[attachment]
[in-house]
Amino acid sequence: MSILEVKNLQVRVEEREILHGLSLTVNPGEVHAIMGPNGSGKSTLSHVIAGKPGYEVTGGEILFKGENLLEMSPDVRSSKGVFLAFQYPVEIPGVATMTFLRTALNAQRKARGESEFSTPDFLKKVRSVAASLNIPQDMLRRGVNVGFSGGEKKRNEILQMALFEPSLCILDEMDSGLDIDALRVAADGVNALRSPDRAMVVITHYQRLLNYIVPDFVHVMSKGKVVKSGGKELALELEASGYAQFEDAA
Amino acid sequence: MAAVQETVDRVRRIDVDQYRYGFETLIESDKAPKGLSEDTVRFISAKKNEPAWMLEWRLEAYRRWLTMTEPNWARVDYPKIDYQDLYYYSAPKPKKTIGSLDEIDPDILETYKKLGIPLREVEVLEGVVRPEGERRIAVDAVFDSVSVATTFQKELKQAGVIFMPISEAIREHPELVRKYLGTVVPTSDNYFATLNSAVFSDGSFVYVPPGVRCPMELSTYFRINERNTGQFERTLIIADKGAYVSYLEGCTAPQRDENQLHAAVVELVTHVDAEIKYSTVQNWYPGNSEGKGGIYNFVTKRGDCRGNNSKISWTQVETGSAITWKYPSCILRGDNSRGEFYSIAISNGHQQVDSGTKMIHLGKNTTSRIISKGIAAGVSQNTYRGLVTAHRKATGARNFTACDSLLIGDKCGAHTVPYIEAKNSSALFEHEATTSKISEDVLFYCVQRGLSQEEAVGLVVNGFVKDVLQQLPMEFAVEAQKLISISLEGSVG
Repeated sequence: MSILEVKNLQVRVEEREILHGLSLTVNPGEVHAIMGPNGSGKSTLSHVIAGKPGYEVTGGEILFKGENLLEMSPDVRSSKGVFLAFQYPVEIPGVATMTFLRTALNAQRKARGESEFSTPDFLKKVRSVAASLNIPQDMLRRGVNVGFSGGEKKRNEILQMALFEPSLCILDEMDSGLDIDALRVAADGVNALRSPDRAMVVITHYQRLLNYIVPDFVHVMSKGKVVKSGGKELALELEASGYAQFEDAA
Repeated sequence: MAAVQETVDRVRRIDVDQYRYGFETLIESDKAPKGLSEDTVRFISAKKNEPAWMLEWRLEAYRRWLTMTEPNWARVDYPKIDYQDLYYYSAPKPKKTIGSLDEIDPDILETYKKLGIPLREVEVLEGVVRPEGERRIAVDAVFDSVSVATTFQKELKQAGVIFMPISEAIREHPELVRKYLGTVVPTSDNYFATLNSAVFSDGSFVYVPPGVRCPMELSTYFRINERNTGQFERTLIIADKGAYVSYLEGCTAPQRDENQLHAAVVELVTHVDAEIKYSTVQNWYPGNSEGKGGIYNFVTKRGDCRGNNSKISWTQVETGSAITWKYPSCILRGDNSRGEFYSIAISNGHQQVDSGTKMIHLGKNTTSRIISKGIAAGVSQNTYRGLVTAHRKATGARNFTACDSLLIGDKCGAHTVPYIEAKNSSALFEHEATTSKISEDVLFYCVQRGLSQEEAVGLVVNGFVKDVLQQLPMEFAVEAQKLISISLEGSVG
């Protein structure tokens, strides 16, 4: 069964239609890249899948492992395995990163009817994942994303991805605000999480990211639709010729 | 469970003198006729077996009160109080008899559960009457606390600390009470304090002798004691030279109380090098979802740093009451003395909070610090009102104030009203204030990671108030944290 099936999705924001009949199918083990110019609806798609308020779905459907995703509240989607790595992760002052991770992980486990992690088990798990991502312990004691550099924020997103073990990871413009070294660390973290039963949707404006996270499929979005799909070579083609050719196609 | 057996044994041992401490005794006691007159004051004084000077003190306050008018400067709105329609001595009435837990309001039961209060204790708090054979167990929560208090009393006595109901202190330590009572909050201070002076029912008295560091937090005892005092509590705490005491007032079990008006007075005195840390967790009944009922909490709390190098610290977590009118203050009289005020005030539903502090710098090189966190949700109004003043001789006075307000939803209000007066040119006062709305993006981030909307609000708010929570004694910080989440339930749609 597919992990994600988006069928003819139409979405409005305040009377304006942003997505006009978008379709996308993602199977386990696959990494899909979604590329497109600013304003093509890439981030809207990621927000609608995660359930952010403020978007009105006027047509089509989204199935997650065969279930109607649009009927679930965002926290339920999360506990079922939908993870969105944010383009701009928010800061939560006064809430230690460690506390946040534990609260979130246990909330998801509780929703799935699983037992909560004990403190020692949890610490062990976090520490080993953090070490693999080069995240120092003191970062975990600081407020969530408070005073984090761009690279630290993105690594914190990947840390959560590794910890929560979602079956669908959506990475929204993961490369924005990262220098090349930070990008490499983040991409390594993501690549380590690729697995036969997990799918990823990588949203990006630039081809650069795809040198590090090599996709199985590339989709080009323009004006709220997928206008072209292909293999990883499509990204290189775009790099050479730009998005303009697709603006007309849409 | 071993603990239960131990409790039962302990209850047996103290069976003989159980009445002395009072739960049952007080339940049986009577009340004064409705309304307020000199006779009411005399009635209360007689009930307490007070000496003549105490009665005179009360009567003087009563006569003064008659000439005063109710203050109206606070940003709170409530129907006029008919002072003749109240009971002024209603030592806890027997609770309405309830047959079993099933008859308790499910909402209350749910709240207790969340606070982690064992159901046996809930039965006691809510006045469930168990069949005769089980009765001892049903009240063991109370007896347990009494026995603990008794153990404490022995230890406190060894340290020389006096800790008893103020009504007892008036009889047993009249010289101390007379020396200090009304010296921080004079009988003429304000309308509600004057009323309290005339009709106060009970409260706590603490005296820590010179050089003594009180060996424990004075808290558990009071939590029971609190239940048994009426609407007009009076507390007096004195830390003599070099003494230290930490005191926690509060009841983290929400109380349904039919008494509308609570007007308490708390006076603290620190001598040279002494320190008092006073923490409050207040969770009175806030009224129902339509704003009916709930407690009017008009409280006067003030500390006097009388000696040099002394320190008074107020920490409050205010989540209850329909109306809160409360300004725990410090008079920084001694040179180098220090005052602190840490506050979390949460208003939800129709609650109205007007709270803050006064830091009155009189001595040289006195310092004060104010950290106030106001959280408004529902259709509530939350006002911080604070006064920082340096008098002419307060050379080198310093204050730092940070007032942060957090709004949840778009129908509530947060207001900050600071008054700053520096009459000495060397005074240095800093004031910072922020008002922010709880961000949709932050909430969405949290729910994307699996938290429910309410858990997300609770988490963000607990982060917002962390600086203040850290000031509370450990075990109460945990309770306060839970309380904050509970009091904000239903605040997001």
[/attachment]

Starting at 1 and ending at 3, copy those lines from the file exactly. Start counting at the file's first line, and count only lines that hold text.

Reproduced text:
[in-house]
Amino acid sequence: MSILEVKNLQVRVEEREILHGLSLTVNPGEVHAIMGPNGSGKSTLSHVIAGKPGYEVTGGEILFKGENLLEMSPDVRSSKGVFLAFQYPVEIPGVATMTFLRTALNAQRKARGESEFSTPDFLKKVRSVAASLNIPQDMLRRGVNVGFSGGEKKRNEILQMALFEPSLCILDEMDSGLDIDALRVAADGVNALRSPDRAMVVITHYQRLLNYIVPDFVHVMSKGKVVKSGGKELALELEASGYAQFEDAA
Amino acid sequence: MAAVQETVDRVRRIDVDQYRYGFETLIESDKAPKGLSEDTVRFISAKKNEPAWMLEWRLEAYRRWLTMTEPNWARVDYPKIDYQDLYYYSAPKPKKTIGSLDEIDPDILETYKKLGIPLREVEVLEGVVRPEGERRIAVDAVFDSVSVATTFQKELKQAGVIFMPISEAIREHPELVRKYLGTVVPTSDNYFATLNSAVFSDGSFVYVPPGVRCPMELSTYFRINERNTGQFERTLIIADKGAYVSYLEGCTAPQRDENQLHAAVVELVTHVDAEIKYSTVQNWYPGNSEGKGGIYNFVTKRGDCRGNNSKISWTQVETGSAITWKYPSCILRGDNSRGEFYSIAISNGHQQVDSGTKMIHLGKNTTSRIISKGIAAGVSQNTYRGLVTAHRKATGARNFTACDSLLIGDKCGAHTVPYIEAKNSSALFEHEATTSKISEDVLFYCVQRGLSQEEAVGLVVNGFVKDVLQQLPMEFAVEAQKLISISLEGSVG